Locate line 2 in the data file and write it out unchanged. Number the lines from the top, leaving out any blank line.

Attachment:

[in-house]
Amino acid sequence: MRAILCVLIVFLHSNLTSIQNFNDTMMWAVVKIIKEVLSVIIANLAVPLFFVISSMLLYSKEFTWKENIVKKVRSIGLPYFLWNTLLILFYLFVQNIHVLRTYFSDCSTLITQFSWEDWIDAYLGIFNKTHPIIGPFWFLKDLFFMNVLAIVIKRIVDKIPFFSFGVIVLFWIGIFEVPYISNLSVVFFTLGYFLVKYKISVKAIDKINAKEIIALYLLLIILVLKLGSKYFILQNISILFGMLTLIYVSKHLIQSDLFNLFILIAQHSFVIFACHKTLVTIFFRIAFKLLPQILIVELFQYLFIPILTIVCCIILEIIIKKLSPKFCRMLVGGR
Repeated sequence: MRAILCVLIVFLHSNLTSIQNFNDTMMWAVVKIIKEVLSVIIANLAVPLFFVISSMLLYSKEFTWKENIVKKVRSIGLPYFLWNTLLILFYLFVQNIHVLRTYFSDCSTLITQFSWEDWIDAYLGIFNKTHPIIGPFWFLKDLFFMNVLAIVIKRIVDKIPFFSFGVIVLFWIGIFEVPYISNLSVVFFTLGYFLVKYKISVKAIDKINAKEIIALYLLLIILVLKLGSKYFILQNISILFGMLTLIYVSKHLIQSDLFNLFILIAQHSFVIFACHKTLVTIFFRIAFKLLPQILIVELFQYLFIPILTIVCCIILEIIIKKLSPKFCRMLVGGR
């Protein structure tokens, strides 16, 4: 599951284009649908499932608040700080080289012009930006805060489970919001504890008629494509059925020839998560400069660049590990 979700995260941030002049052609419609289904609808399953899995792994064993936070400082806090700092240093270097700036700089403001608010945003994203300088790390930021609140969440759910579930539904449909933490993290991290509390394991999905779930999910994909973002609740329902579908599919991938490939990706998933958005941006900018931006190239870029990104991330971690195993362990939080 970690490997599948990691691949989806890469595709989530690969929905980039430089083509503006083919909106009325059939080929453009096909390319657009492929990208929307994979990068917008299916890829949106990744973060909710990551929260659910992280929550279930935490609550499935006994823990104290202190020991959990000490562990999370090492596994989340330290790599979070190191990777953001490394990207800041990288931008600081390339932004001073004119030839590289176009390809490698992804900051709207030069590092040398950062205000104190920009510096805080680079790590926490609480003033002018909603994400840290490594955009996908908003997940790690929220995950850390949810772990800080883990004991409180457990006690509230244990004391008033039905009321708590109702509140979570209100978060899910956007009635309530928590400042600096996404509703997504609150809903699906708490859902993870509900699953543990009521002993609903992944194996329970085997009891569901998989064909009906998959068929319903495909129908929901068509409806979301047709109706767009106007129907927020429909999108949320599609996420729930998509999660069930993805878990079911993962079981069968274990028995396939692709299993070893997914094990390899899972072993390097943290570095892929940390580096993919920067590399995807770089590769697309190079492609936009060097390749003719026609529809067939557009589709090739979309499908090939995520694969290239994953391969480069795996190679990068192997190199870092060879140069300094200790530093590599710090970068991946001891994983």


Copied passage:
Amino acid sequence: MRAILCVLIVFLHSNLTSIQNFNDTMMWAVVKIIKEVLSVIIANLAVPLFFVISSMLLYSKEFTWKENIVKKVRSIGLPYFLWNTLLILFYLFVQNIHVLRTYFSDCSTLITQFSWEDWIDAYLGIFNKTHPIIGPFWFLKDLFFMNVLAIVIKRIVDKIPFFSFGVIVLFWIGIFEVPYISNLSVVFFTLGYFLVKYKISVKAIDKINAKEIIALYLLLIILVLKLGSKYFILQNISILFGMLTLIYVSKHLIQSDLFNLFILIAQHSFVIFACHKTLVTIFFRIAFKLLPQILIVELFQYLFIPILTIVCCIILEIIIKKLSPKFCRMLVGGR